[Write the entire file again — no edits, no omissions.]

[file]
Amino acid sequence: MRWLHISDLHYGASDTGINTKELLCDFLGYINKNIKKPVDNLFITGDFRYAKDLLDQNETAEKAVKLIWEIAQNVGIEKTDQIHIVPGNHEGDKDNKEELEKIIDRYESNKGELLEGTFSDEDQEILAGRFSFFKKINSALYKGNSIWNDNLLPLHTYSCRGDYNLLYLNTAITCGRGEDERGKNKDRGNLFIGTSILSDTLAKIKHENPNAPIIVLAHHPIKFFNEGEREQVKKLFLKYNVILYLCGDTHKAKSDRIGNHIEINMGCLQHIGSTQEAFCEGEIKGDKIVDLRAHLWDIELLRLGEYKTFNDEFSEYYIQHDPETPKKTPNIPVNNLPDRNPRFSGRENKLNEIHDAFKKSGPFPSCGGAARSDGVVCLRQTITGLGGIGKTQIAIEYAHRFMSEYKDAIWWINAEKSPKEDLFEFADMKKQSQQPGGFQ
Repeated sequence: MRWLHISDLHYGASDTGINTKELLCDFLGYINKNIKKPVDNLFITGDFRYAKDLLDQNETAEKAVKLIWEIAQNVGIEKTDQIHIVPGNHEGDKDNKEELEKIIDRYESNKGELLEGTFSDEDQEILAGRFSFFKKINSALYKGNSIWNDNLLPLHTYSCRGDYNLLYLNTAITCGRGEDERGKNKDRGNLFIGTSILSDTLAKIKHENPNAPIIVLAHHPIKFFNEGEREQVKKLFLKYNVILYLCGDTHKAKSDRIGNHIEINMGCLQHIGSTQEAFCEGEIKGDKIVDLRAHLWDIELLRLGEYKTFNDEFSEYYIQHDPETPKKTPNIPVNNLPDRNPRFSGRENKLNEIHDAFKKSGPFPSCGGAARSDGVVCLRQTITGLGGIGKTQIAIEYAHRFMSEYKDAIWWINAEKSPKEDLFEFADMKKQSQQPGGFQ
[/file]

Amino acid sequence: MRWLHISDLHYGASDTGINTKELLCDFLGYINKNIKKPVDNLFITGDFRYAKDLLDQNETAEKAVKLIWEIAQNVGIEKTDQIHIVPGNHEGDKDNKEELEKIIDRYESNKGELLEGTFSDEDQEILAGRFSFFKKINSALYKGNSIWNDNLLPLHTYSCRGDYNLLYLNTAITCGRGEDERGKNKDRGNLFIGTSILSDTLAKIKHENPNAPIIVLAHHPIKFFNEGEREQVKKLFLKYNVILYLCGDTHKAKSDRIGNHIEINMGCLQHIGSTQEAFCEGEIKGDKIVDLRAHLWDIELLRLGEYKTFNDEFSEYYIQHDPETPKKTPNIPVNNLPDRNPRFSGRENKLNEIHDAFKKSGPFPSCGGAARSDGVVCLRQTITGLGGIGKTQIAIEYAHRFMSEYKDAIWWINAEKSPKEDLFEFADMKKQSQQPGGFQ
Repeated sequence: MRWLHISDLHYGASDTGINTKELLCDFLGYINKNIKKPVDNLFITGDFRYAKDLLDQNETAEKAVKLIWEIAQNVGIEKTDQIHIVPGNHEGDKDNKEELEKIIDRYESNKGELLEGTFSDEDQEILAGRFSFFKKINSALYKGNSIWNDNLLPLHTYSCRGDYNLLYLNTAITCGRGEDERGKNKDRGNLFIGTSILSDTLAKIKHENPNAPIIVLAHHPIKFFNEGEREQVKKLFLKYNVILYLCGDTHKAKSDRIGNHIEINMGCLQHIGSTQEAFCEGEIKGDKIVDLRAHLWDIELLRLGEYKTFNDEFSEYYIQHDPETPKKTPNIPVNNLPDRNPRFSGRENKLNEIHDAFKKSGPFPSCGGAARSDGVVCLRQTITGLGGIGKTQIAIEYAHRFMSEYKDAIWWINAEKSPKEDLFEFADMKKQSQQPGGFQ